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Japan makes it easier to use its high-tech toilets

  • Bycnet2017-01-19 08:49:31

Japan makes it easier to use its high-tech toilets. Science & Technology World Website

Pressing the wrong button on a piece of technology is a rite of passage.

Pressing the wrong button and having streams of water pour hell-for-leather toward your nether regions is, sadly, a rite of passage in some of Japan's most high-tech restrooms.

It's not been easy for foreigners to decide which button does what in toilets that go far beyond the standard flush.

The nation's sanitation industry has, therefore, pulled together to get foreigners out of the mess they've been creating.

The Japanese Restroom Industry Association has just emitted a press release in which it announced a standardization of the often complex and contradictory signs that have adorned its toilets.

The toilets we're talking about aren't the usual basic things. They're known as "washlets" and they're full of exciting options. Sadly, some of those options made foreign users appear overly excited when they emerged. The signs, you see, didn't seem to make obvious sense.

Should you have never enjoyed a washlet, here are just some of the high-tech options they offer: lift the seat, put it down, long flush, short flush, heated seats, front and rear bidet and, naturally, hot-air drying.

Japan is deeply motivated to please foreigners because it will host the Rugby World Cup in 2019 and the Olympics in 2020.

It's bad enough hosting foreigners who have no idea how to hold chopsticks and ask for french fries with their teriyaki. The standardized icons might keep them from also coming back from the restroom looking like they've had an accident with a very large bottle of soy sauce.

As the press release puts it, Japan is keen on "communicating the 'clean toilet culture' to people all over the world."

I'm sure you know of several restrooms that could use Japan's clean toilet culture. Several people, too.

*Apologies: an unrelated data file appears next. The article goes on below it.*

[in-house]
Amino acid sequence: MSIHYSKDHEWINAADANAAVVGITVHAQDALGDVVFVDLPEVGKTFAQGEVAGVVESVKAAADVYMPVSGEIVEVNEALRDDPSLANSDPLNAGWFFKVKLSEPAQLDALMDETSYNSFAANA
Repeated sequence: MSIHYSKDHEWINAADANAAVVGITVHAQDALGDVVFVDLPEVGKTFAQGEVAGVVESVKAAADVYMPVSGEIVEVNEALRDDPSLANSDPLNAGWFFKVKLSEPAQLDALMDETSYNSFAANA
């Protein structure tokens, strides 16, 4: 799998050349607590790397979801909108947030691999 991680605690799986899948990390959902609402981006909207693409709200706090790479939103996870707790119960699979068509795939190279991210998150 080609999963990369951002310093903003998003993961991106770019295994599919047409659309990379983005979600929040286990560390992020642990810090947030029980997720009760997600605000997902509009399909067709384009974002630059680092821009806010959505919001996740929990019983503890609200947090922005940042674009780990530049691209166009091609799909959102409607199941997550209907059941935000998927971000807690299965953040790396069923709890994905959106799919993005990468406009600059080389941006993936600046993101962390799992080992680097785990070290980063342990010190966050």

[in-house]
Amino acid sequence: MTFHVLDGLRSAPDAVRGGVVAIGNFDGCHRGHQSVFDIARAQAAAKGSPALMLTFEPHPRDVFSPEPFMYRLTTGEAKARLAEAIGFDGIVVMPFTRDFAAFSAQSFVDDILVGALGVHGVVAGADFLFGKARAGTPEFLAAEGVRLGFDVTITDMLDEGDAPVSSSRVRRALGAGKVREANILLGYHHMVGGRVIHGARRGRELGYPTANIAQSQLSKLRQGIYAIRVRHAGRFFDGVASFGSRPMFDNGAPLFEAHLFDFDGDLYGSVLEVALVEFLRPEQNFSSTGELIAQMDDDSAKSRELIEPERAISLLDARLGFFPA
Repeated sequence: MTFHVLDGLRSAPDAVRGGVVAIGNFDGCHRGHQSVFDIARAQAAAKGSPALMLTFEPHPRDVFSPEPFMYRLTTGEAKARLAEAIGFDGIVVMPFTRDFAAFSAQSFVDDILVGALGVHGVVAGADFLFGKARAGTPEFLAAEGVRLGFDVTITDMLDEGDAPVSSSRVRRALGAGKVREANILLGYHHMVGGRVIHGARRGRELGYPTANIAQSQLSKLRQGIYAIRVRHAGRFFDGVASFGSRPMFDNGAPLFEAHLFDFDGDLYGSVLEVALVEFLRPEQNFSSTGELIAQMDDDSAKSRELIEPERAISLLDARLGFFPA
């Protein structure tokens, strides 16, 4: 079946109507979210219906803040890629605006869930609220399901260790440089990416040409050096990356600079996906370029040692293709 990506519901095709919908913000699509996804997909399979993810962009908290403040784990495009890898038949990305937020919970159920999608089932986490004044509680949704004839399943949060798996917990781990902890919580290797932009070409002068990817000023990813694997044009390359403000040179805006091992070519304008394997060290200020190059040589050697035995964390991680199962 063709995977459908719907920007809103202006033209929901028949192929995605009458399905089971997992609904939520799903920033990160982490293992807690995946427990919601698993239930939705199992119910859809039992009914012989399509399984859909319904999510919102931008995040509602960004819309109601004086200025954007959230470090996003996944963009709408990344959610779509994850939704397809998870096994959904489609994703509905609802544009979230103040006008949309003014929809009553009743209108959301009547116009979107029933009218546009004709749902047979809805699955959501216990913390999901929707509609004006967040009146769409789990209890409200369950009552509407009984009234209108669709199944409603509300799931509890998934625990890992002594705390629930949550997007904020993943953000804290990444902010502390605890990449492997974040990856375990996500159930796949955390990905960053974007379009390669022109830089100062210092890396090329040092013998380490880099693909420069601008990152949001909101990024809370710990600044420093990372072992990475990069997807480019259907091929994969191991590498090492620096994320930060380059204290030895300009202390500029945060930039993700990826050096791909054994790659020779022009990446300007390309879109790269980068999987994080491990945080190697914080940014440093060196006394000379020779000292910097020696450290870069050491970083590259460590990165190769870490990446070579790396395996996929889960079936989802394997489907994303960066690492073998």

Japan using hi-tech toilets to woo foreigners


Japan is readying to lift the lid on what could be its most effective global marketing gimmick yet: the high-tech toilet seat.

Few foreign visitors make it through their first day in Japan without singing the praises of this epitome of Japanese know-how; a contraption that offers both comforting warmth and a frighteningly accurate bidet jet.

Now the government appears ready to capitalise on the enthusiasm and is set to talk up toilet technology as it launches a worldwide drive to promote Japan's prowess in innovation for the smallest room, according to the Yomiuri Shimbun.

Clean toilets equipped with various features "will be a plus for tourism", and will be included in a growth strategy to be compiled this summer, the newspaper said, citing unnamed sources.

The government will consider installing more high-tech toilets in areas frequented by tourists, such as airports, the Yomiuri said.

The nation might also produce promotional videos for foreigners in a bid to showcase the comfort of Japanese toilets ahead of the 2020 Tokyo Olympic Games, the newspaper said.

Nearly every household in Japan and most public restrooms are equipped with a seat that is plugged into the mains electricity.

At their most basic, they simply get warm, while at the other end they boast motion sensors, high-power odour-neutralisers and variable water jets, all tailored to conserve energy and water.

Some helpfully produce audio of flushing water for those shy users who don't want others to hear the sound of someone.... using a toilet.

The nation's bidet seats have won the hearts of the rich and famous, including Madonna and Will Smith, who have both sung their praises.